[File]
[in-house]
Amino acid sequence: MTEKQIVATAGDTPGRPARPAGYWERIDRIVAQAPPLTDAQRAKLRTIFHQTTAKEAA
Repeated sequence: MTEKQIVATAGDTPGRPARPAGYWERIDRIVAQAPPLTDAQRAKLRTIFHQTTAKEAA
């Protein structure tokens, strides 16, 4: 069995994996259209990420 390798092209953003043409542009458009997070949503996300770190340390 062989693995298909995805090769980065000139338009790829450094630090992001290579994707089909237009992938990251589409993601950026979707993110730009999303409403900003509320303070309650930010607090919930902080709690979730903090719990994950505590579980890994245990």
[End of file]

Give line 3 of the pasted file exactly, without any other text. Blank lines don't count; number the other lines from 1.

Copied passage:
Repeated sequence: MTEKQIVATAGDTPGRPARPAGYWERIDRIVAQAPPLTDAQRAKLRTIFHQTTAKEAA